The procedure was performed by Dr. Neal ElAttrache at the Kerlan-Jobe Institute in Los Angeles.
Sale chose to undergo the procedure now out of fear that delaying it could have caused him to miss significant time in the 2021 season, sources told ESPN's Jeff Passan on March 19.
Recovery from ulnar collateral ligament repairs in the elbow typically takes 12-14 months, putting Sale on pace to return early in 2021. While the coronavirus pandemic-induced delay to the start of the Major League Baseball season was not a direct cause of Sale deciding to undergo the surgery, sources said, the possibility of a significant number of games missed reinforced the decision.
In a conference call earlier this month, Red Sox general manager Chaim Bloom said the surgery "would have happened either way."
Sale, who turned 31 Monday, is entering the first year of a five-year contract worth $145 million he signed last spring. He was shut down with elbow soreness last August after the worst season of his career, during which he went 6-11 with a 4.40 ERA in 25 starts. After an offseason of rest, Sale returned to the mound during spring training but again experienced elbow issues March 1 and was sidelined.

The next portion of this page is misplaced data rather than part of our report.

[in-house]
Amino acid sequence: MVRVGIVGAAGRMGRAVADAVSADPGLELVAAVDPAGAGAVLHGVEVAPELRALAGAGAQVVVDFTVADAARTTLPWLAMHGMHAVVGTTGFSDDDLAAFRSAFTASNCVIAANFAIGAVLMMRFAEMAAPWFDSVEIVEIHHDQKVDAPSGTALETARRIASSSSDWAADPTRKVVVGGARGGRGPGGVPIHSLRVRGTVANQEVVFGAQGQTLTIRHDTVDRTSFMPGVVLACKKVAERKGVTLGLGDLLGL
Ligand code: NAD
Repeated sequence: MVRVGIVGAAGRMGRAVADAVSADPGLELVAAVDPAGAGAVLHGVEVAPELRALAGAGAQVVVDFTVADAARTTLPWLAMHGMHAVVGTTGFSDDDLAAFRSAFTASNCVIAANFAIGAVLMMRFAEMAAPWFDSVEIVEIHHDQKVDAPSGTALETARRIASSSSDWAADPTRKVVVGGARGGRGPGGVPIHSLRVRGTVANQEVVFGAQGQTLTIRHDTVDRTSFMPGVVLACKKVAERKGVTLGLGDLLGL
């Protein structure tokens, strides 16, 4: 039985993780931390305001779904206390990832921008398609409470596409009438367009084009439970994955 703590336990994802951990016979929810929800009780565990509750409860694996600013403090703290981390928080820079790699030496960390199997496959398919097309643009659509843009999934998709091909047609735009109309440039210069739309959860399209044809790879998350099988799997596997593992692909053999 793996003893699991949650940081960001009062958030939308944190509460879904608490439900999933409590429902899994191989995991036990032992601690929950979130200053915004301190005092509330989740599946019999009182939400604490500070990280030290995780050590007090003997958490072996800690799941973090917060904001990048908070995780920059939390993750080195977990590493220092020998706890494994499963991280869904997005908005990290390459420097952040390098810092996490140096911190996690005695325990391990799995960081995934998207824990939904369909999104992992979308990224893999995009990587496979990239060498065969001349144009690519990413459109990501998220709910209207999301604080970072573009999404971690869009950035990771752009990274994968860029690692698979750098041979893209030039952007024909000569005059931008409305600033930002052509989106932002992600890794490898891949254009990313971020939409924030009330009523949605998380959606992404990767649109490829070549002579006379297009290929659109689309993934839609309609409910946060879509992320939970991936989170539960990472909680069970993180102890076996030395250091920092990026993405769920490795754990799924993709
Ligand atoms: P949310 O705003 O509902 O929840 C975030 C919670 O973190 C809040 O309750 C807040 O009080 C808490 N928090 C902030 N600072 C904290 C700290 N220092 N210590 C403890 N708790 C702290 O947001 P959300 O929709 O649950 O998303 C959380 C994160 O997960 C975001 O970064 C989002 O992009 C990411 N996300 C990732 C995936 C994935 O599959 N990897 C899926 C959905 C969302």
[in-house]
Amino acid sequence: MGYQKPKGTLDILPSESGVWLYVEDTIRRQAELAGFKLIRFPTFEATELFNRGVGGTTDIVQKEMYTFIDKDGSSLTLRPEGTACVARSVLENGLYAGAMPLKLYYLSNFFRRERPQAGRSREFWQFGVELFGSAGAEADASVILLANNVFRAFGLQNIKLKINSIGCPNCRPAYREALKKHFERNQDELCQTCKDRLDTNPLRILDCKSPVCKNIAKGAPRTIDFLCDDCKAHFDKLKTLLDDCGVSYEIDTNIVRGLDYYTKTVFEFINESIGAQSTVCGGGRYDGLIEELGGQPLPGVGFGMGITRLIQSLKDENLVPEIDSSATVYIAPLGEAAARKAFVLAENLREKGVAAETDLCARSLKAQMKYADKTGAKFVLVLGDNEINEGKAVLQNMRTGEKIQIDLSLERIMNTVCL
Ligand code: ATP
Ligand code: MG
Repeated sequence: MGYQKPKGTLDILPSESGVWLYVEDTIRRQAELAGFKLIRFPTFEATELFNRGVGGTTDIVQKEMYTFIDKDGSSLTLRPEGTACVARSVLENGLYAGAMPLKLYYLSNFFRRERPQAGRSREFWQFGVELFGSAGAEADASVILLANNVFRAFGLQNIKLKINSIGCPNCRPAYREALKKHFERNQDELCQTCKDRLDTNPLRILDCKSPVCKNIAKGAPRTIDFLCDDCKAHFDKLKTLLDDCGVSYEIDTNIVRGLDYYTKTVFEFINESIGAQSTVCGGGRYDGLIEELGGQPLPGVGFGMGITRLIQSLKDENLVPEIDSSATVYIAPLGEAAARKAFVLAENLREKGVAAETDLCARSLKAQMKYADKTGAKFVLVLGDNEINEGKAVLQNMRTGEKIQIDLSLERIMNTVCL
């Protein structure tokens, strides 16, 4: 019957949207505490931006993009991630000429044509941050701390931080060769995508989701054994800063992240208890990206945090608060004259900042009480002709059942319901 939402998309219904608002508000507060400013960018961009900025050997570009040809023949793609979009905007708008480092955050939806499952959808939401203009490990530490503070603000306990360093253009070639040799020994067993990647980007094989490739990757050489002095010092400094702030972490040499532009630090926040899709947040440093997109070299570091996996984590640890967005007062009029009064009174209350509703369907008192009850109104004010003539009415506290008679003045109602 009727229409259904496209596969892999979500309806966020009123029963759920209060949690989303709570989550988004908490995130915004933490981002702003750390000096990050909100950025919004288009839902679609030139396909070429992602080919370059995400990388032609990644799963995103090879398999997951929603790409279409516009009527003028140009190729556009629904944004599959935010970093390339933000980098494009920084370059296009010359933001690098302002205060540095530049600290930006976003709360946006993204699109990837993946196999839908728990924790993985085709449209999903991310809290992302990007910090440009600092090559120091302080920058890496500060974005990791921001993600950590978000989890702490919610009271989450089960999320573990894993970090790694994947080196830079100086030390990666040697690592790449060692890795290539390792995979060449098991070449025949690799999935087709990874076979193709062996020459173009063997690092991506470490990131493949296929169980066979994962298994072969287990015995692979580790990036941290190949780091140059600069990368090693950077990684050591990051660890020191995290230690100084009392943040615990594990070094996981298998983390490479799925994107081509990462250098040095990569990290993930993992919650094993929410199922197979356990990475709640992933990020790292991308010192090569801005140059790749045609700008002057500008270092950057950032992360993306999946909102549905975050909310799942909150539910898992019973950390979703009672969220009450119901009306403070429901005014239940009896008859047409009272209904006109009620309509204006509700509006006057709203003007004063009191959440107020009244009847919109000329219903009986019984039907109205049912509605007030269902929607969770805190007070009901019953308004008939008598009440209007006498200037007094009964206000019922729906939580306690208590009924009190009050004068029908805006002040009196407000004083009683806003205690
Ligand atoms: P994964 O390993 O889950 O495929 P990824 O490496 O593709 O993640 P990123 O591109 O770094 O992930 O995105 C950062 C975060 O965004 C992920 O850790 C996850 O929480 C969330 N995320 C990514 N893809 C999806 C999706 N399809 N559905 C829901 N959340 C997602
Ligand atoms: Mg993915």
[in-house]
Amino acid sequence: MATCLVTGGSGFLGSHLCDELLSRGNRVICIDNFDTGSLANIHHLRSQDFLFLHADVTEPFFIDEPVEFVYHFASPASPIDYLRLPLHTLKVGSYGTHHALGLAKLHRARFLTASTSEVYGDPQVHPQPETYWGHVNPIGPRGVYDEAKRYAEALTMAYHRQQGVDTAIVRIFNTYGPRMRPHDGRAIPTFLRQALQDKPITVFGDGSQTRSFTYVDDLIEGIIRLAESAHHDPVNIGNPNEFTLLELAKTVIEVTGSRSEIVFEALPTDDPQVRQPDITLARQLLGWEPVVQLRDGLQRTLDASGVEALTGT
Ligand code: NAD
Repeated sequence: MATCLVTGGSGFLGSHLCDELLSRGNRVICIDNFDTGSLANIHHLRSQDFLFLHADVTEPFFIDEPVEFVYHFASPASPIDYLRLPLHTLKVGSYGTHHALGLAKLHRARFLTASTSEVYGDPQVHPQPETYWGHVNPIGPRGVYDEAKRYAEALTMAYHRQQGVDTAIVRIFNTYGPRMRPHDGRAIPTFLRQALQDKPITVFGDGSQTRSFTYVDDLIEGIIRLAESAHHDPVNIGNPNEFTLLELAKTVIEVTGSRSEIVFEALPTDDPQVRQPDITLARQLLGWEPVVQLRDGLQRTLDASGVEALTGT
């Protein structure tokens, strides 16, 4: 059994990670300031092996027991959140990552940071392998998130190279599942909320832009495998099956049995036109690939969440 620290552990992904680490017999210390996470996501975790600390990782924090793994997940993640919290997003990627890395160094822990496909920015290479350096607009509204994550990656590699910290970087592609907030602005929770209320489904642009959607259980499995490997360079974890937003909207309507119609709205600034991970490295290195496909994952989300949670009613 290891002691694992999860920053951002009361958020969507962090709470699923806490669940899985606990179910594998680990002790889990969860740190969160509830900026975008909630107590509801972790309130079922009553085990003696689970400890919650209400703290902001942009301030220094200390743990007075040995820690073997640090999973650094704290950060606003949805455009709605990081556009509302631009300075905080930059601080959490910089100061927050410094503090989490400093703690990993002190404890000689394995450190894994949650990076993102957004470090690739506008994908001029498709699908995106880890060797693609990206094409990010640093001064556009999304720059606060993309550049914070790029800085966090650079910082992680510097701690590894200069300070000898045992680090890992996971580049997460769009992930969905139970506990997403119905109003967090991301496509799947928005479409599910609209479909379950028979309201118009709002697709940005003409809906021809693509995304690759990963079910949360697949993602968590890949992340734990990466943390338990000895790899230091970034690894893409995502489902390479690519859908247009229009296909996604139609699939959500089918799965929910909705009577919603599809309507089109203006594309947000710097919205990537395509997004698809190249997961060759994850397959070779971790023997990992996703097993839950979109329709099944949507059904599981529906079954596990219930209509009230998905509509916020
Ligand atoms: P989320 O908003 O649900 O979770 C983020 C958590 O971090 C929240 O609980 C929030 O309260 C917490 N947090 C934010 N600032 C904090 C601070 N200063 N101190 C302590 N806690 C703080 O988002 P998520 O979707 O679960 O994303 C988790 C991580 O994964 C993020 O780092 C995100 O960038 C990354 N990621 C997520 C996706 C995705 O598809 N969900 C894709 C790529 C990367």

Sale underwent an MRI on March 3, and the results were examined by Red Sox doctors along with renowned surgeons Dr. James Andrews and ElAttrache. Interim manager Ron Roenicke said March 5 that neither Andrews nor ElAttrache recommended surgery for Sale's elbow.
Sale elected to undergo the procedure after having received a platelet-rich plasma injection and gone through other nonsurgical rehabilitation methods that apparently didn't help.
The loss of Sale compounds an offseason of change for the Red Sox, who traded star outfielder Mookie Betts, replaced head of baseball operations Dave Dombrowski with Bloom, parted ways with manager Alex Cora after he was implicated in the Houston Astros sign-stealing scandal and was investigated after accusations of sign-stealing malfeasance during their 2018 championship. MLB hasn't announced its results of that investigation.
Sale, who was traded from the White Sox to Boston before the 2017 season, is 109-73 with a 3.03 ERA in 312 career appearances, including 232 starts. He has struck out 30.7% of batters faced, the highest rate in the live ball era (minimum 1,000 innings pitched). After allowing 17 earned runs over his first four starts last season, he pitched to a 3.83 ERA in his final 21 starts and held opponents to a .207 batting average.
Information from ESPN's Joon Lee was used in this report.